Vander Stoep first Democratic candidate for JP Precinct 3 in 20 years

Marianne Poer Vander Stoep is the first Democratic Justice of the Peace nominee in Precinct 3 in more than 20 years. (Photo by Celeste Gracia)

For the first time in over 20 years, Denton County’s Precinct 3 Justice of the Peace race has a Democratic candidate in the general election.  Marianne Poer Vander Stoep says she firmly believes in the integrity and fairness the position demands.

The Democratic nominee for Justice of the Peace Precinct 3 said her stance is to follow the law and act fairly.  

“It’s about fairness and integrity,” Vander Stoep said. “This position is about having integrity and not showing favoritism. To obey the law is what we should all strive for — it’s what I strive for.”

Vander Stoep said she’s normally a private person, but she’s excited to campaign in her first run for public office.

With more than 20 years of background in the insurance business, she has long held an interest in politics. When she visited her son Billy in Washington D.C., where he interned during the summer of 2016 in the midst of the presidential election, it sparked her interest even more.

“It was powerful to see the wheels in motion,” Vander Stoep said. “It did light a fire underneath me to want do more.”

Her son now works as a political advisor to various campaigns around Denton County for the Democratic party. He approached her at the end of last year as he went through open candidate positions and found Justice of the Peace would be up for election.

“[He] came to me and said ‘you’d be perfect for this,” Vander Stoep said.

She said she was a bit unsure at first, but her passion for the law pushed her to try.

“It didn’t seem so far-fetched [to run],” Vander Stoep said. “I love the idea of [running for office].”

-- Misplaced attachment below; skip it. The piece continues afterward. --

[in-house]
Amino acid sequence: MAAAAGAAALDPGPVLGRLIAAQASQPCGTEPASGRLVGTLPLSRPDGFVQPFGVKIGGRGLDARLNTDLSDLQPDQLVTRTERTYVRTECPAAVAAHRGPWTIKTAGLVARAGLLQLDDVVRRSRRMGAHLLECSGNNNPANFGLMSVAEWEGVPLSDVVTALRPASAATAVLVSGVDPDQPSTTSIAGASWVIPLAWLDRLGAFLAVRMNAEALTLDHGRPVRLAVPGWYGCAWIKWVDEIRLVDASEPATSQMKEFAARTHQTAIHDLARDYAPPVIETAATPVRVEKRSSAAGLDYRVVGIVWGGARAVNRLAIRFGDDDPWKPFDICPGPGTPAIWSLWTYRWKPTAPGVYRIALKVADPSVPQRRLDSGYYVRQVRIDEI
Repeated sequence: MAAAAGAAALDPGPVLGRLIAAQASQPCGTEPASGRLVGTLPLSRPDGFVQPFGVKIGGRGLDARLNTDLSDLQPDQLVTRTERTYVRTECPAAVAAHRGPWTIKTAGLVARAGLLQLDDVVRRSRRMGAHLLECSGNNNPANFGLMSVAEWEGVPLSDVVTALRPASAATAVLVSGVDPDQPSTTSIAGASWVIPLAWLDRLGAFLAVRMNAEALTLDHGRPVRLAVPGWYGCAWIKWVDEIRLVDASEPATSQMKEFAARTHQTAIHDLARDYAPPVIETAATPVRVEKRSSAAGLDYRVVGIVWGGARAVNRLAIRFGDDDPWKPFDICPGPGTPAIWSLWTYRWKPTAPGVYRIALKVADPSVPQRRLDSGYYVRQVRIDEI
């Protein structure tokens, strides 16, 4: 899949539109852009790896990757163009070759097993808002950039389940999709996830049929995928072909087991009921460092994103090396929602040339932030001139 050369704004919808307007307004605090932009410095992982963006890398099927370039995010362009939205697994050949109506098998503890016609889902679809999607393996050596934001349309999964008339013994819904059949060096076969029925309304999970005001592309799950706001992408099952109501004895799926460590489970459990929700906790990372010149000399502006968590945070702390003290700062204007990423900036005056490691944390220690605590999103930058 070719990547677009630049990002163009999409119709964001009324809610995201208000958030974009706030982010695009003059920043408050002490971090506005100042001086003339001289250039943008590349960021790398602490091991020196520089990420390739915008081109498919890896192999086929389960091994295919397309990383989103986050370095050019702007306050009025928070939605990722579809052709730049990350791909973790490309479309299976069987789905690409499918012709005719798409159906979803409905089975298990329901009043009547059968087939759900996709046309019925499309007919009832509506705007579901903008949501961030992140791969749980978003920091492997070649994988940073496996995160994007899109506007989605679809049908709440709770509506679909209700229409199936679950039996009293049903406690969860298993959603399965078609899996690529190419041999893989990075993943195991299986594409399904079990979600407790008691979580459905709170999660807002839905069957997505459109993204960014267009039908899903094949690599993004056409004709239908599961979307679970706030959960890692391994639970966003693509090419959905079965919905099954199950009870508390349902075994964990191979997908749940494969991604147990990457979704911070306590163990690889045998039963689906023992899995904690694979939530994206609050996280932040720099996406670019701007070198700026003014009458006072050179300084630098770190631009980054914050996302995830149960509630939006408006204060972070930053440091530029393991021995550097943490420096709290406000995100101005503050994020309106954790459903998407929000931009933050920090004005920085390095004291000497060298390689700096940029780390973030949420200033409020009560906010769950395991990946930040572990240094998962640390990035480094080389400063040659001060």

Originally from New Jersey, Vander Stoep studied criminal justice before graduating from Bergen Community College with her associate’s degree in business. She sought a bachelor’s at the University of New Haven, but had to attend to a family emergency her last semester of senior year. She eventually moved to Manhattan and worked there for 10 years at the headquarters of Philip-Morris Company. After, she bounced around the country until she finally settled in DFW nearly 20 years ago.

As a single mom for eight years working full time to support her children, she wanted to make sure her family was steady before pursuing any time-consuming goals for herself, like running for political office.

“I devoted my life to my children,” Vander Stoep said. “I’m dedicated to service to others. I consider this [position] service as well.”

She’s served at St. Philip the Apostle Catholic Church in Lewisville for going on about 13 years. She said she was also active in PTA when her children were in school. While she never held an office, she said she was still highly involved in putting events together.

“I’m one for detail and organization and that’s what this position needs,” Vander Stoep said. “I’ve always been a business woman and I always took my civic duties seriously.”

Based off her current understanding of the position, she suggests one improvement she’d like to work on is streamlining the court systems to create a faster, more effective process. She said she had experience in business and criminal law, which would help her in the position.

“I’ve litigated claims in various capacities and worked with attorneys and investigators,” Vander Stoep said. “I’ve dealt with certain aspects of the laws more than most.”

She also stressed the importance of not allowing outside factors to sway decisions as judge.

“It doesn’t matter race, creed or gender, law is law and should be followed,” Vander Stoep said. “We can’t stop the indifference, racism and poverty but we can make the things we care about better by working with others.”

Should she not win the election, she plans on finishing the criminal justice degree she started and go into law school.

Vander Stoep faces Republican nominee James Kerbow in the race for Justice of the Peace for Precinct 3. Election day is Nov. 6, with early voting starting Oct. 22.


Please enter your comment!
Please enter your name here